It’s always prudent to inspect your air conditioner for any issues before winter. For one, this helps ensure that it will be in good working order when you start needing your AC again in a few months. Plus, an inspection will help ensure that the unit doesn’t have any problems that will make it more vulnerable to the harsh conditions of the Missouri winter. You can either inspect the system yourself or hire local HVAC professionals to handle it for you. In the greater St. Peters area, you can always schedule an appointment with our team at Jerry Kelly Heating & Air Conditioning to give your air conditioner a comprehensive inspection and repair any equipment issues.

If you decide to inspect your AC unit yourself, you’ll want to look for things like cracks, leaks, and loose components. It’s especially important to make sure that the casing on the system’s outdoor unit is in good shape. Otherwise, the odds of it being damaged by the elements will be significantly higher. If you come across any damage, you should have your trusted local HVAC experts fix the issues before you finish the winterization process.

4. Add Insulation

Your central air conditioner likely has pipes and wiring that are exposed to the elements, and they’ll be at significant risk during winter if they aren’t properly protected. To ensure that they don’t get damaged, you should put foam pipe covers around the pipes and wires and use duct tape to keep them securely in place. This will keep the wiring as well as any liquid inside the pipes from freezing when the temperature drops outside. That way, you won’t need to worry about the pipes becoming cracked, and you’ll avoid needing to have them repaired when spring comes back around.

5. Cover the Unit

Perhaps the most important part of preparing your air conditioner for winter is covering the outdoor unit. With a high-quality cover, the unit will be protected from the elements and random debris. Generally, you’ll want to go with a waterproof cover made of plastic or vinyl. Since your air conditioner is such an important appliance, it’s probably worth splurging a bit to make sure you’re getting a reliable cover that will effectively do its job. Typically, you should be able to find a good selection of covers made specifically for AC units at your local home improvement or hardware store.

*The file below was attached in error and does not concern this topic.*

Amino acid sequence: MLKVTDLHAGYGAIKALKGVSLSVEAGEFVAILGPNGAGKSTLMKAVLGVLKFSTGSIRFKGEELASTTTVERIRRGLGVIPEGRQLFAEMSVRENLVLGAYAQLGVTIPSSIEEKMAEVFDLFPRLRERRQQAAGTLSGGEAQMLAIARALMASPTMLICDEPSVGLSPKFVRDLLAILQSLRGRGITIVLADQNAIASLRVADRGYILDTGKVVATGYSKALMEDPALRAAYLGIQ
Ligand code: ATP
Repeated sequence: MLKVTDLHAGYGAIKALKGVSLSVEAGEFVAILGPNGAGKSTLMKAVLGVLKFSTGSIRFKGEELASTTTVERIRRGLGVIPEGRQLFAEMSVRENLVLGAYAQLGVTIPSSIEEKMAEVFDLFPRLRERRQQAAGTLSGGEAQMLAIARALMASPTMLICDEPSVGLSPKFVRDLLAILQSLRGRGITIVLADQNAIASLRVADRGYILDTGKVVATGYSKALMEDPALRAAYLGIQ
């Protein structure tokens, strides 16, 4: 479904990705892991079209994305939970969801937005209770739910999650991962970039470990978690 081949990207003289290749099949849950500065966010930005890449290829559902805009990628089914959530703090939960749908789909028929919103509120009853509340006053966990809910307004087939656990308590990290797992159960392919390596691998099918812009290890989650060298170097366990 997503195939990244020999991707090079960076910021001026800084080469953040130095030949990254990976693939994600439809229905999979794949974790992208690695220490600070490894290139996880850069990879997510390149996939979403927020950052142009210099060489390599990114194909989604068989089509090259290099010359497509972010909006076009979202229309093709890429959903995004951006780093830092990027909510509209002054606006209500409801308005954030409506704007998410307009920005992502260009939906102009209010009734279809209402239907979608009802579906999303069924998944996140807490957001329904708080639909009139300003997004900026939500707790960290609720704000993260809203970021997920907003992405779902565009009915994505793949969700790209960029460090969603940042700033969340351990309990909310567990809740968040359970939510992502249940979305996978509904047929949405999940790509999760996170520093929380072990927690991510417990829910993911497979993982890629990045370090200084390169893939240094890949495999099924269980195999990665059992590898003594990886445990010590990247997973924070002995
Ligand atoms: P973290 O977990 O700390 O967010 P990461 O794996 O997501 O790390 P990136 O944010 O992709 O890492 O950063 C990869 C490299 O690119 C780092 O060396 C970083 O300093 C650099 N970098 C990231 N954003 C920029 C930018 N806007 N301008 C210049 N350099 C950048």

When you put the cover over the outdoor unit, make sure that it’s secured and won’t be at risk of blowing away in the case of strong winds. You should be able to achieve this using ropes or bungee cords.

6. Check the Unit Regularly

Once you’ve winterized your air conditioner, it’s easy to just forget about it for the entirety of winter. However, that would be a mistake. Ideally, you should make a point to check the system’s outdoor unit every week or two. That way, you can brush away any snow, leaves, or debris that has accumulated on top of the unit and verify that the cover is still properly in place. It should only take a few minutes each time, but it is crucial for making sure that the winterization steps you took hold up throughout the cold season.

At Jerry Kelly Heating & Air Conditioning, we’ve been faithfully serving the St. Peters area for over 45 years. In addition to our high-quality air conditioning services, you can also count on us for your heating, indoor air quality, and water heater needs. Our technicians are friendly, knowledgeable, and skilled, and they’ll go the extra mile to assist you with all of your home comfort needs. Give Jerry Kelly Heating & Air Conditioning a call today to schedule an appointment!